Fluoride Action Network

Should You Be Concerned About PFAS Chemicals?

Source: Consumer Reports | April 8th, 2019 | By Kevin Loria
Industry type: Perfluorinated chemicals

These ‘forever chemicals’ are in our water supply—and in the body of nearly every American

A group of substances known as PFAS chemicals are behind a variety of everyday conveniences that make our lives a little bit easier.

They line pizza boxes and fast-food packaging so grease doesn’t seep through, form the nonstick coating on many pans, make fabrics and carpets stain-resistant, and help outdoor gear and clothing repel water.

If you live near industrial facilities where these products are produced or near places where PFAS-loaded fire-fighting foams are used, like airfields or military bases, these chemicals may also be in your water supply. And they can travel far from the original site of contamination. Once PFAS chemicals make their way into water, they can also be found in plants and animals, including humans.

PFAS chemicals have been in wide use since at least the 1950s, and federal studies of the U.S. population have found them in nearly all people tested. At high enough levels, some of these chemicals can have serious health effects, according to the Centers for Disease Control and Prevention (CDC), including decreased fertility, hormonal changes, increased cholesterol, weakened immune system response, increased cancer risk, and growth and learning delays in infants and children.

“PFAS are materials of which the average person should be aware,” says James Dickerson, Ph.D., CR’s chief scientific officer. “CR has investigated the issue of chemical exposure for 80 plus years. PFAS and similar compounds have emerged as significant potential risks that should be mitigated.”

Recently, federal and state regulators have raised concerns about how many people are exposed to these chemicals and whether or not current levels of exposure are safe.

In February the Environmental Protection Agency (EPA) announced an Action Plan to better understand and address PFAS contamination. Soon after, CDC officials announced plans to expand a program studying the PFAS levels in people near military bases, who may have absorbed high levels of these chemicals in drinking water. In March a bipartisan group in Congress introduced legislation declaring PFAS chemicals as hazardous substances eligible for cleanup funds under the Superfund law. Later that month, another bipartisan group of senators and congresspeople introduced a bill that would provide the U.S. Geological Survey with funding to develop new ways to detect PFAS and to conduct testing. And states around the country, including Michigan, New Jersey, and Washington, have all begun to take measures to limit or clean up PFAS contamination.

But there are still a lot of unknowns, including whether the PFAS chemicals most in use today are more or less harmful than those used in the past. Consumer Reports spoke with a number of experts to understand what exactly these chemicals are, where most of us are exposed to them, why they may be risky, and what you can do to limit your exposure.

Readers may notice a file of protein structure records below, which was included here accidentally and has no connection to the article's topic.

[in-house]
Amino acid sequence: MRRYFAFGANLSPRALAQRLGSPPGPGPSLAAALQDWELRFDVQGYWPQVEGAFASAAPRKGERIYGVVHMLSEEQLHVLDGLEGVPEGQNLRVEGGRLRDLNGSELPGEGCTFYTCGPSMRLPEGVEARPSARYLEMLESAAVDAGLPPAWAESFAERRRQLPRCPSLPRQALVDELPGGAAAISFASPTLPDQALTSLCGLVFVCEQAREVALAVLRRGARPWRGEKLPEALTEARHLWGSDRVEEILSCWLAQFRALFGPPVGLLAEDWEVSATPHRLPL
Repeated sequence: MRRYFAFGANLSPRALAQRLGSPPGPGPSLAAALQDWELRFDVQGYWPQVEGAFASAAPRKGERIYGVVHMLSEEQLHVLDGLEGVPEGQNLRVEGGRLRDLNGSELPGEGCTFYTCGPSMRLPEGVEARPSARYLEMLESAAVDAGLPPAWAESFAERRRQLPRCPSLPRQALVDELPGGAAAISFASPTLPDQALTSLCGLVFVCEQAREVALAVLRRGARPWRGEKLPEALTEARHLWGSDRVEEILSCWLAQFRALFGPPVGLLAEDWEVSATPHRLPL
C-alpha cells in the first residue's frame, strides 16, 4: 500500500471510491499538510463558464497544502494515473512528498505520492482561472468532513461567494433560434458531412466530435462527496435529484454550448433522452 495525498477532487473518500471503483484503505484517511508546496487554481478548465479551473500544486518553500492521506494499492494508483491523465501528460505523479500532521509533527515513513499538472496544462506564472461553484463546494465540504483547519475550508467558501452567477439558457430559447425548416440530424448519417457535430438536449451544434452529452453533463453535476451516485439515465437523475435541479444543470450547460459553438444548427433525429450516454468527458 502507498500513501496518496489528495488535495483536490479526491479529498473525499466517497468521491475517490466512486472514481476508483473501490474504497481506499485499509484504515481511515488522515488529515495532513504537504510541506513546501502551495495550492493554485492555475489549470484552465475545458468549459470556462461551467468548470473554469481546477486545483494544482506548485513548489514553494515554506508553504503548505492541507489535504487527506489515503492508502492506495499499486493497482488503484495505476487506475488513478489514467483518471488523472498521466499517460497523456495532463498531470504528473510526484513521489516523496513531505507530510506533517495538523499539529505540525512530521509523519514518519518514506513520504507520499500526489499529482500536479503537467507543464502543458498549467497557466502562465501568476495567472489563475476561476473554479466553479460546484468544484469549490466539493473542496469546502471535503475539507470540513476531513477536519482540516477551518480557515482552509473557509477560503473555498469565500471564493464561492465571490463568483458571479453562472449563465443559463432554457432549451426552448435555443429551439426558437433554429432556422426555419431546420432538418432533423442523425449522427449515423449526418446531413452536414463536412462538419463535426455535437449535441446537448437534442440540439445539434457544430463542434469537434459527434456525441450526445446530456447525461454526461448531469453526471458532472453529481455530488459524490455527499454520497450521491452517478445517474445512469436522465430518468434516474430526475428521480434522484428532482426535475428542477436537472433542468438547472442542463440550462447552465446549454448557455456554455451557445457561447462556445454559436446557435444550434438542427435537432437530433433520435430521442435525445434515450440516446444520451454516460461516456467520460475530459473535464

What Are PFAS Chemicals?

There are more than 4,700 different PFAS chemicals, or per- and polyfluoroalkyl substances.

While there is a very specific chemical definition of PFAS, what’s important to know is that these substances have unique properties that make them heat-resistant, able to repel water, and close to indestructible. They have these properties because of the extremely strong and stable chemical bond formed between carbon and fluorine atoms, which is what makes them useful for a wide variety of industrial and commercial products.

“Within this really big family of chemicals, we have quite a bit of information about just a handful, two in particular—PFOS and PFOA,” says Laurel Schaider, Ph.D., a research scientist at the Silent Spring Institute, a nonprofit that conducts research on the health effects of environmental chemicals.

Those two chemicals, which were used for a wide variety of purposes ranging from fire-fighting foam to creating consumer goods like nonstick pans and stain resistant textiles, are no longer produced in the U.S., in part because we’ve learned quite a bit about the negative health effects of exposure to them. But Americans are still absorbing these chemicals today because they continue to be produced in other countries and because PFOS and PFOA produced decades ago linger in our soil and water.

While we don’t know as much about other PFAS chemicals, they all have this feature in common: The chemical bonds that hold them together “don’t break down” under normal circumstances, says Jamie DeWitt, Ph.D., an adjunct associate professor of biological sciences at North Carolina State University. Because of that, she says, some people call these substances “forever chemicals.”

That’s why it’s especially important to be cautious about using them, says Arlene Blum, Ph.D., the founder and executive director of the Green Science Policy Institute and a research associate in chemistry at the University of California, Berkeley.